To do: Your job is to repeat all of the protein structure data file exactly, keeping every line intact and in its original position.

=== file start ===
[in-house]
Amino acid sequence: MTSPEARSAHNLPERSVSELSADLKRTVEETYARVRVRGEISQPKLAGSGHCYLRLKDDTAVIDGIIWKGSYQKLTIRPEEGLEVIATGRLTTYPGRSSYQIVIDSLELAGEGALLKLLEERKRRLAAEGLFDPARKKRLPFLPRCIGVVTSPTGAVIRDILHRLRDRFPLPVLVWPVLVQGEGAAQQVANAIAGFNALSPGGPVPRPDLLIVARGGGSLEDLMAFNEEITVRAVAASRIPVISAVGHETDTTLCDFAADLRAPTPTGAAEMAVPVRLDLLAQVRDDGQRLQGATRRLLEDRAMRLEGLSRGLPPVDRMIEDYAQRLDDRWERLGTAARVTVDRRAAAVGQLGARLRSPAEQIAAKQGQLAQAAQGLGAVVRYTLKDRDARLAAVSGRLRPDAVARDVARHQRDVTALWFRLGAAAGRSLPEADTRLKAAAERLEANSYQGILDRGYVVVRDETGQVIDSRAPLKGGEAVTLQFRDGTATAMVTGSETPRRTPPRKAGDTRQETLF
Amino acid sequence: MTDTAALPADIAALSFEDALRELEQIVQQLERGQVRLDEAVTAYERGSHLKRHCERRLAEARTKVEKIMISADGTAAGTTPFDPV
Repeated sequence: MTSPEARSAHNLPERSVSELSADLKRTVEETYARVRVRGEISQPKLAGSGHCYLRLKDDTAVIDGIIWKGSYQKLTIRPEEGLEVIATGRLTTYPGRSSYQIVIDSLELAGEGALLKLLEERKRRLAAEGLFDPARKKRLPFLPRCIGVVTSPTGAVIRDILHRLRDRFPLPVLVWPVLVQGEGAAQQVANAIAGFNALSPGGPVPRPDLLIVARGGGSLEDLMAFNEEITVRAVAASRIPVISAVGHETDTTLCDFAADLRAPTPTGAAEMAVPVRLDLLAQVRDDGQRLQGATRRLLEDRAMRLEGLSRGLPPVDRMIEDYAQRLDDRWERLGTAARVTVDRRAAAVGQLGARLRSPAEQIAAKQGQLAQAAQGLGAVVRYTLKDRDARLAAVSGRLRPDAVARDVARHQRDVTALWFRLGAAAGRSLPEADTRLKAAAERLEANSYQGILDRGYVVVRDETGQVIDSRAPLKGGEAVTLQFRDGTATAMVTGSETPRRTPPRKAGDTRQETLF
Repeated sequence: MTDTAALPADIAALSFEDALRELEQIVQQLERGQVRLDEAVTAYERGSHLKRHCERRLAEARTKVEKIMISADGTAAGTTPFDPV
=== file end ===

[in-house]
Amino acid sequence: MTSPEARSAHNLPERSVSELSADLKRTVEETYARVRVRGEISQPKLAGSGHCYLRLKDDTAVIDGIIWKGSYQKLTIRPEEGLEVIATGRLTTYPGRSSYQIVIDSLELAGEGALLKLLEERKRRLAAEGLFDPARKKRLPFLPRCIGVVTSPTGAVIRDILHRLRDRFPLPVLVWPVLVQGEGAAQQVANAIAGFNALSPGGPVPRPDLLIVARGGGSLEDLMAFNEEITVRAVAASRIPVISAVGHETDTTLCDFAADLRAPTPTGAAEMAVPVRLDLLAQVRDDGQRLQGATRRLLEDRAMRLEGLSRGLPPVDRMIEDYAQRLDDRWERLGTAARVTVDRRAAAVGQLGARLRSPAEQIAAKQGQLAQAAQGLGAVVRYTLKDRDARLAAVSGRLRPDAVARDVARHQRDVTALWFRLGAAAGRSLPEADTRLKAAAERLEANSYQGILDRGYVVVRDETGQVIDSRAPLKGGEAVTLQFRDGTATAMVTGSETPRRTPPRKAGDTRQETLF
Amino acid sequence: MTDTAALPADIAALSFEDALRELEQIVQQLERGQVRLDEAVTAYERGSHLKRHCERRLAEARTKVEKIMISADGTAAGTTPFDPV
Repeated sequence: MTSPEARSAHNLPERSVSELSADLKRTVEETYARVRVRGEISQPKLAGSGHCYLRLKDDTAVIDGIIWKGSYQKLTIRPEEGLEVIATGRLTTYPGRSSYQIVIDSLELAGEGALLKLLEERKRRLAAEGLFDPARKKRLPFLPRCIGVVTSPTGAVIRDILHRLRDRFPLPVLVWPVLVQGEGAAQQVANAIAGFNALSPGGPVPRPDLLIVARGGGSLEDLMAFNEEITVRAVAASRIPVISAVGHETDTTLCDFAADLRAPTPTGAAEMAVPVRLDLLAQVRDDGQRLQGATRRLLEDRAMRLEGLSRGLPPVDRMIEDYAQRLDDRWERLGTAARVTVDRRAAAVGQLGARLRSPAEQIAAKQGQLAQAAQGLGAVVRYTLKDRDARLAAVSGRLRPDAVARDVARHQRDVTALWFRLGAAAGRSLPEADTRLKAAAERLEANSYQGILDRGYVVVRDETGQVIDSRAPLKGGEAVTLQFRDGTATAMVTGSETPRRTPPRKAGDTRQETLF
Repeated sequence: MTDTAALPADIAALSFEDALRELEQIVQQLERGQVRLDEAVTAYERGSHLKRHCERRLAEARTKVEKIMISADGTAAGTTPFDPV